A Winnie the Pooh Bear Market

What the stock markets needed yesterday was an old-fashioned used car salesman.

“You want bargains. We got bargains. We’ve got shares in Microsoft, formerly $110 each, now $75. Intel, formerly at $140, now $110. Amazon shares, last week $70 each, now $48!

Yes, these prices are crazy, and a lot of Chicken Littles in this space are wondering if the sky is falling. Well, it’s not. Do you know that the Nasdaq stock index had never passed 3,000 until last November? The Dow is actually up ten percent from a month ago. If this is a bear market, it’s a Winnie the Pooh Bear market.

This was not a crash unless you own an e-tailer that’s out of fashion and out of cash, like CDnow or Egghead. Fashions change, and right now solid assets and real profits are more fashionable than virtual ones.

Right now a lot of people are wondering what happened, so here’s my theory: Taxes happened. (If you didn’t get your taxes in yesterday, you’ve got more important things to do than read the rest of this column.)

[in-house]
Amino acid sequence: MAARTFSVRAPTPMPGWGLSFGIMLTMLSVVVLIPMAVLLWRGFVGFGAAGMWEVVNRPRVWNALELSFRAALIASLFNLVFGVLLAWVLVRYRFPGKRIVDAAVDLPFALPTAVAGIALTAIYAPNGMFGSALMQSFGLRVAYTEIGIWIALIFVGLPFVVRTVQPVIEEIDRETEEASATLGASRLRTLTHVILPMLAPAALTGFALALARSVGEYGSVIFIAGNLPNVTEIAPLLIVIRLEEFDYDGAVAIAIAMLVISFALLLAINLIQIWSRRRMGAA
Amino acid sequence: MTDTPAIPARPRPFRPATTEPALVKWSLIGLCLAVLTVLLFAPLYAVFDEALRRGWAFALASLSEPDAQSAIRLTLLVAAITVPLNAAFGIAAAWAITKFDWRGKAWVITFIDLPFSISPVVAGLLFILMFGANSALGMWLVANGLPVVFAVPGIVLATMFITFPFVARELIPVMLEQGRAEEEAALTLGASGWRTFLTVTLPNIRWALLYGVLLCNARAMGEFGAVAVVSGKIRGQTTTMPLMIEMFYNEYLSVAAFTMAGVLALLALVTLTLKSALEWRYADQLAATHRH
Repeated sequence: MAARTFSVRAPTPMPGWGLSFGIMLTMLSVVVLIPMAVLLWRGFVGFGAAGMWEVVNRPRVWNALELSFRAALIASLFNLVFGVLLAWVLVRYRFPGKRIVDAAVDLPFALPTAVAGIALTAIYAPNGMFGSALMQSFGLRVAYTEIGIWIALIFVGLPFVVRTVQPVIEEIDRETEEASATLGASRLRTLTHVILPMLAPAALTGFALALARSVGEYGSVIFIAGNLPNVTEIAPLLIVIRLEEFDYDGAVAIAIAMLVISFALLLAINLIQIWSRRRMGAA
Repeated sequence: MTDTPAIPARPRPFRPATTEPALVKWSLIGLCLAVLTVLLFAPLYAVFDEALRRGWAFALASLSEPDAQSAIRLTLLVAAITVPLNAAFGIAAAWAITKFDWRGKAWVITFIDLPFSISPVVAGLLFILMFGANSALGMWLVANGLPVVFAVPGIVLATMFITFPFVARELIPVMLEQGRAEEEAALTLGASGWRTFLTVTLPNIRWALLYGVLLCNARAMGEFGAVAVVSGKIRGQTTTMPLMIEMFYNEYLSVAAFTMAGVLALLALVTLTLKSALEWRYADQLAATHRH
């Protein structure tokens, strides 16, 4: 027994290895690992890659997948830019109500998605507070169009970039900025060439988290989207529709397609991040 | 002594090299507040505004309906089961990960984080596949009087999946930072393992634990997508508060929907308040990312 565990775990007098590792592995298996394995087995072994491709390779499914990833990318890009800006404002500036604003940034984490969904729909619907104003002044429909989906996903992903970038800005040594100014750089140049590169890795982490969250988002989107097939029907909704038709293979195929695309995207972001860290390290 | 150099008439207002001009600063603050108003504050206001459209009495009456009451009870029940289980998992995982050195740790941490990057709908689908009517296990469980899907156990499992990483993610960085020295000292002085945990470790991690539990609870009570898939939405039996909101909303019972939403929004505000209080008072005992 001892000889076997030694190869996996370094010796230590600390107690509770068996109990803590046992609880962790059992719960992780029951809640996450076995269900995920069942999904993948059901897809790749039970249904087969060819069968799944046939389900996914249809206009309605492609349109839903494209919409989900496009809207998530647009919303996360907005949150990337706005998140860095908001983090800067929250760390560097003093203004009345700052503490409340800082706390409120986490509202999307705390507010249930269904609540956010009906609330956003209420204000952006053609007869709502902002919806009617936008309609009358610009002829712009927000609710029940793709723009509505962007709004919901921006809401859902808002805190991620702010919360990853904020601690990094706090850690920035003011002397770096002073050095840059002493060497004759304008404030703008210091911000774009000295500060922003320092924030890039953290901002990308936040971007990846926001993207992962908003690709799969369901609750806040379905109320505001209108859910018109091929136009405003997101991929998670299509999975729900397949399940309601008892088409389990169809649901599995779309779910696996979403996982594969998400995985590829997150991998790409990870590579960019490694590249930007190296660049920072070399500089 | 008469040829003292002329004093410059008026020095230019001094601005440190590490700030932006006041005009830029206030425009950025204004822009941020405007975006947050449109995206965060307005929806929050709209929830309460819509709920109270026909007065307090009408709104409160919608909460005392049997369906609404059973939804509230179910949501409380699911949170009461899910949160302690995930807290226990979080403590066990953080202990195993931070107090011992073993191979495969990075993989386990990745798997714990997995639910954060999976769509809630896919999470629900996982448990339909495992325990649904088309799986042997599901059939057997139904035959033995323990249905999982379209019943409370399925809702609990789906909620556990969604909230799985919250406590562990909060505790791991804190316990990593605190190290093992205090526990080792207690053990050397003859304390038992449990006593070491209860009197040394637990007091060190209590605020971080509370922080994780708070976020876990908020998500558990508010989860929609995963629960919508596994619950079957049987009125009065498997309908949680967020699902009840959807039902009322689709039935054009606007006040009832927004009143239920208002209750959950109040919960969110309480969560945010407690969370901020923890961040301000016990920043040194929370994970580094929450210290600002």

A lot of people made a ton of money last year. The Nasdaq index rose from 2,800 to nearly 4,400, and things were even better in our Internet sector. Look at the one-year chart for the Chicago Board Option Exchange’s Internet Index for example.

The index doubled between January and December of last year. That meant that the average Internet shareholder doubled his or her money. (If you had any luck at all you did even better.) It wasn’t real money, but Uncle Sam wanted real cash for it this week. The only way to raise that cash was to sell some of the stock last week. If a lot of people were late with their taxes (and they always are), then a lot of people had to sell. (I have at least one friend in this situation, so I know what I’m talking about.)

Once the selling started, those who bought stock with borrowed money (to increase their leverage) got hammered. (I have a relative in this situation.) When you buy stock on margin, you can borrow the full value of the stock you hold and put that in new stock. When that value falls (when other people have to sell for tax reasons) your loan gets called, and if you don’t put in new cash your stock gets sold for whatever the broker can get.

Once something goes out of fashion, however, it doesn’t come back right away. Don’t expect big profits if you buy an e-tailer today. Instead, look for application service providers (ASPs) to become the next big thing. Most aren’t publicly traded, and short supply means high prices.

So the word for today is don’t panic. When the real crash happens you won’t need me to tell you about it.

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